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living in one of the older quarters of the west end of London; and they paid her handsomely, her age and experience taken into account. Every morning, except Saturday, she went by the underground railway to give an hour's lesson to Miriam Morgenstern, a gorgeous little eastern, whom her parents had no right to dress in such foggy colours as she wore.
Mattie and her Mother.
CY was just leaving her home one morn
ing to go to her pupil, and had entered the Aagged passage which led from the court through the archway, when she met a little girl of her acquaintance, whom, with her help, I shall now present to my readers. She was a child of eight, but very small for her age. Her hair was neatly parted and brushed on each side of a large smooth forehead, projecting over quiet eyes of blue, made yet quieter by the shadow of those brows. The rest of her face was very diminutive. A soberness as of complete womanhood, tried and chastened, lay upon her. She looked as if she had pondered upon life and its goal, and had made up her little mind to meet its troubles with patience. She was dressed in a cotton
frock printed with blue rose-buds, faded by many waters and much soap. When she spoke, she used only one side of her mouth for the purpose, and then the old-fashionedness of her look rose almost to the antique, so that you could have fancied her one of the time-belated good people who, leaving the green forest-rings, had wandered into the city and become a Christian at a hundred years of age.
“Well, Mattie,” said Lucy, “how are you this morning ?”
"I am quite well, I thank you, miss," answered Mattie. “I don't call this morning. The church-clock struck eleven five minutes
This was uttered with a smile from the half of her mouth which seemed to say, “I know you want to have a little fun with me by using wrong names for things because I am a little girl, and little girls can be taken in ; but it is of no use with me, though I can enjoy the joke of it.”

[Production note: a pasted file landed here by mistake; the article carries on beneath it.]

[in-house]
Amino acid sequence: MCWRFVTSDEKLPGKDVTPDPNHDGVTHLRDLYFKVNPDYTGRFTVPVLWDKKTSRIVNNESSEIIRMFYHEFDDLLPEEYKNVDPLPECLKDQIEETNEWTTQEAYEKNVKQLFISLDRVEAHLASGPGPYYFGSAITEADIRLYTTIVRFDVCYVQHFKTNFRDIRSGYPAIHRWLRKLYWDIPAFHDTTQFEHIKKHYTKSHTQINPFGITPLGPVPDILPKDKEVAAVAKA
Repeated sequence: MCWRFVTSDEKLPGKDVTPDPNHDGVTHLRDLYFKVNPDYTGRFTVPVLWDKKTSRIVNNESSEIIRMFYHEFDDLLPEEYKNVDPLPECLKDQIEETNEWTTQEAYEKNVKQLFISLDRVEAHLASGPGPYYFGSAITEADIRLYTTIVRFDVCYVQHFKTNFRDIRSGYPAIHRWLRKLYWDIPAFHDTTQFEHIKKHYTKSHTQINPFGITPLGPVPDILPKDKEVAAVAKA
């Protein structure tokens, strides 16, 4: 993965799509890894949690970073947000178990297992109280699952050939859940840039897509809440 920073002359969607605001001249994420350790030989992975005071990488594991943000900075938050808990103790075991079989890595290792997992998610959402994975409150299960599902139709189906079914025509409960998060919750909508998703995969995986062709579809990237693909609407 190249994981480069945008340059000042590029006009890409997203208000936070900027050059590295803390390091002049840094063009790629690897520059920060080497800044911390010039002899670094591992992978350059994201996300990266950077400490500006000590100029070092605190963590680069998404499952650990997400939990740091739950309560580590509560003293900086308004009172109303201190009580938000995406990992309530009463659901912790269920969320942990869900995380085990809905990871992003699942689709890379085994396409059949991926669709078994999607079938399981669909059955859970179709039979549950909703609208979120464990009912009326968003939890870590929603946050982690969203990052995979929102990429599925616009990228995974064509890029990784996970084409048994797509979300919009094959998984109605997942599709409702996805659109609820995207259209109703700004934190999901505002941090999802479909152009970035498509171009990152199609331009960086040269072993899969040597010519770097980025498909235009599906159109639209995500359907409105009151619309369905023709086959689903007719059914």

Lucy smiled too, but not much, for she knew the child.
“What do you call the morning, then, Mattie ?" she asked.
“Well”—she almost always began her sentences with a Well—"I call it morning before the sun is up."
“But how do you know when the sun is up ? London is so foggy, you know, Mattie.”
“Is it? I didn't know. Are there places of another sort, miss ?”
“Oh yes; many."
“Well, about the sun. I always know what he's about, miss. I've got a almanack.”
“But you don't understand the almanack, do you ?”
“Well, I don't mean to say I understand all about it, but I always know what time the sun rises and goes to bed, you know.”
Lucy had found she was rather early for the train, and from where she stood she could see the clock of St. Jacob's, which happened to be a reliable one. Therefore she went on to amuse herself with the child.
“But how is it that we don't see him, if he gets up when the almanack says, Mattie ?"
“Well, you see, miss, he sleeps in a crib, And the sides of it are houses and churches, and St. Paulses, and the likes of that."
“Yes, yes; but some days we see him, and others we don't. We don't see him to-day, now.”
"Well, miss, I daresay he's cross some mornings, and keeps the blankets about him after he's got his head up."
Lucy could not help thinking of Milton's line --for of the few poems she knew, one was the “ Ode on the Nativity:"
So, when the Sun in bed,
Curtain'd with cloudy red,
But the child laughed so queerly, that it was impossible to tell whether or how much those were her real ideas about the sunrise.
“How is your father ?” Lucy asked next.